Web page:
Applications of Majorization Theory in Space-Time Cooperative Communications

Applications of Majorization Theory in Space-Time Cooperative Communications

Aydin Sezgin (Stanford University, USA) and Eduard A. Jorswieck (TU Dresden, Germany)
DOI: 10.4018/978-1-60566-665-5.ch016
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This chapter discusses important aspects in cooperative communications such as power allocation and node distributions using majorization theory, spanning both theoretical foundations and practical issues. Majorization theory provides a large amount of tools and techniques which can be used in order to accelerate the pace of developments in this fascinating research area of cooperative communications. The aim of the chapter is to build good intuition and insight into this important field of cooperative communications and how majorization theory can be used in order to solve quite complex problems in a very efficient and elegant way. Although we focus on some specific applications, the tools can be also applied to other setups and processing techniques.
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In recent years, the goal of providing high speed wireless data services has generated a huge amount of interest among the research community. Recent information theoretic results have demonstrated that the ability of a system to support a high link quality and higher data rates in the presence of Rayleigh fading improves significantly with the use of multiple transmit and receive antennas (Telatar 1999; Foschini & Gans 1998; Tarokh, Seshadri, & Calderbank 1998), so called MIMO (multiple input multiple output) systems. However, due to the size and power requirements the number of antennas at the mobile units is limited. Furthermore, shadowing and the impact of scatterers distribution limits the available degrees of freedom. With this restriction in addition to a disturbed link between mobile and destination, reliable communication can not be guaranteed by using a conventional point-to-point connection.

Therefore, (Sendoris, Erkip, & Aazhang 1998; Sendoris, Erkip, & Aazhang 2003) proposed to allow cooperation between users and relays. For example, they can create a virtual MIMO system in order to achieve transmit diversity and to reduce the detrimental effect of pass-loss and shadowing in wireless environments. From an information theoretic point of view the cooperative scheme is founded in the relay channel. Recent studies on relay channels can be found in, e.g., (Kramer, Gastpar, & Gupta 2003) and references therein.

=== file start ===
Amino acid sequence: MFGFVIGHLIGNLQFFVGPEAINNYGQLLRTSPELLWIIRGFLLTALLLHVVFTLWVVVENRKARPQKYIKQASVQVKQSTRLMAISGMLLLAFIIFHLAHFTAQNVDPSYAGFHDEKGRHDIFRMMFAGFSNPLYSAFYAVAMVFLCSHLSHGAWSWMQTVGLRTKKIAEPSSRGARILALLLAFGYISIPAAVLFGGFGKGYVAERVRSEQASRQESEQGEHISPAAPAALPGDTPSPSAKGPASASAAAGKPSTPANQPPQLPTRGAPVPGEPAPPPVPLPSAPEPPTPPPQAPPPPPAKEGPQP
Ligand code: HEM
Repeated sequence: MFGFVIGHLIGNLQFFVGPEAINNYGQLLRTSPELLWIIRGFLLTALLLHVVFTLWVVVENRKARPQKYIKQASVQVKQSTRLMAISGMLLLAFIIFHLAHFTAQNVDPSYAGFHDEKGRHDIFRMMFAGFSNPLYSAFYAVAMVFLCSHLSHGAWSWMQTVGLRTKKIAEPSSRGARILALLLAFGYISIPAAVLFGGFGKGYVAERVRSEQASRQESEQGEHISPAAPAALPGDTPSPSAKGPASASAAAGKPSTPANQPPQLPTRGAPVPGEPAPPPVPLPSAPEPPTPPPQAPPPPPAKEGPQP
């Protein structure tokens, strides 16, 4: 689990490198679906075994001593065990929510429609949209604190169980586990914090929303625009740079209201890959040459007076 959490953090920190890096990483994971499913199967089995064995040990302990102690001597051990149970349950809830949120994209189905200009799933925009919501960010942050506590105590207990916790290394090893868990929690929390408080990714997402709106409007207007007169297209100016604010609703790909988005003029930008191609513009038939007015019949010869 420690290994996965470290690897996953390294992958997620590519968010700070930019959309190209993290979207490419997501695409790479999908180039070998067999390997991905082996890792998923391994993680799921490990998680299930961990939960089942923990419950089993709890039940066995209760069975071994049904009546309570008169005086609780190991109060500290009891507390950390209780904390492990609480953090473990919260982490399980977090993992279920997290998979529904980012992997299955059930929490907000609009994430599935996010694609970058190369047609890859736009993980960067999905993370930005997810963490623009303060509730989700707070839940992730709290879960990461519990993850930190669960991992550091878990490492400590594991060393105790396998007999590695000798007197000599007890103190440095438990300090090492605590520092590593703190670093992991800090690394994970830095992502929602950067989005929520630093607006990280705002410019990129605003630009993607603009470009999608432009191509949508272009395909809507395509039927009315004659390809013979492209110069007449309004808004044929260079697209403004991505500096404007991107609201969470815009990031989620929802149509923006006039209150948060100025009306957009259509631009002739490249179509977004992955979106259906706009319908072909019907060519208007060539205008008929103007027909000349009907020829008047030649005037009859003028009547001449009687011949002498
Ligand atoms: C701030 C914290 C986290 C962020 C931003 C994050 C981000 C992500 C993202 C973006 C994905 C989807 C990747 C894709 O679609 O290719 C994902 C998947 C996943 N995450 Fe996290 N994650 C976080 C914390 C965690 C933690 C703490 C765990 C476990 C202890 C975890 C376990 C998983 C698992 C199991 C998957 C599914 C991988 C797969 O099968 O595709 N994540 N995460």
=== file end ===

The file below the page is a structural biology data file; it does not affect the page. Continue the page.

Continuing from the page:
Among others, the capacity was investigated by T. M. Cover and A. El Gamal in their fundamental work (Cover and El Gamal 1979) based on work of E.C. van der Meulen (van der Meulen 1971), who introduced this channel model. Note that cooperative communication is a generalization of relay channels, since cooperative users act both as sources as well as relays. From a different perspective, cooperative transmission schemes can be seen as a network code for a special scenario (Fragouli and Soljanin 2007; Yeung, Li, Cai, & Zhang 2005).

The use of cooperation diversity has been shown to result in a reduction of transmit power and increase of spectral efficiency. Several methods are available in order to realize cooperative cooperation, including decode-and-forwarding and amplify-and-forwarding. Depending on the method used and on the quality of the link between the cooperating nodes significant gains can be achieved. This was shown e.g. in (Oechtering & Sezgin 2004). In (Nosratinia and Hunter 2007), it was shown that network-wide diversity gains can be achieved even with distributed grouping and partner selection procedures in such networks.

Relaying, so far only for the extension of coverage, has already been introduced in the 802.16j (WiMAX) standard. However, this is promising that cooperative methods will be adopted in more commercial products in the future, perhaps in a much more sophisticated way.

As discussed in the introduction of (Kramer, Berry, El Gamal, El Gamal, Franceschetti, Gastpar, & Laneman 2007), analyzing the performance of such networks appears be much more difficult than single point-to-point links. Thus, although several important results in cooperative communications have been obtained, many open questions remain in both the theory as well as the practice. Majorization theory (Marshall & Olkin 1979, Palomar & Jiang 2006; Jorswieck & Boche 2006) is a useful tool in order to derive the optimal transmit strategy and to characterize the impact of different systems parameters on the performance of a wireless network. It provides some interesting insights into the behavior of the system, even when the performance function is rather difficult to analyze, as e.g. for non-convex functions. Majorization itself has been used in a vast field of applications. It was already applied successfully in point-to-point MIMO communication links (Palomar & Jiang 2006; Jorswieck & Boche 2006). For example, Majorization theory was used in (Palomar & Jiang 2006) to optimize classes of objective functions in multiple antenna and cellular systems and in (Jorswieck & Boche 2007) in order to investigate the impact of spatial correlation and user distribution on the capacity of such systems.

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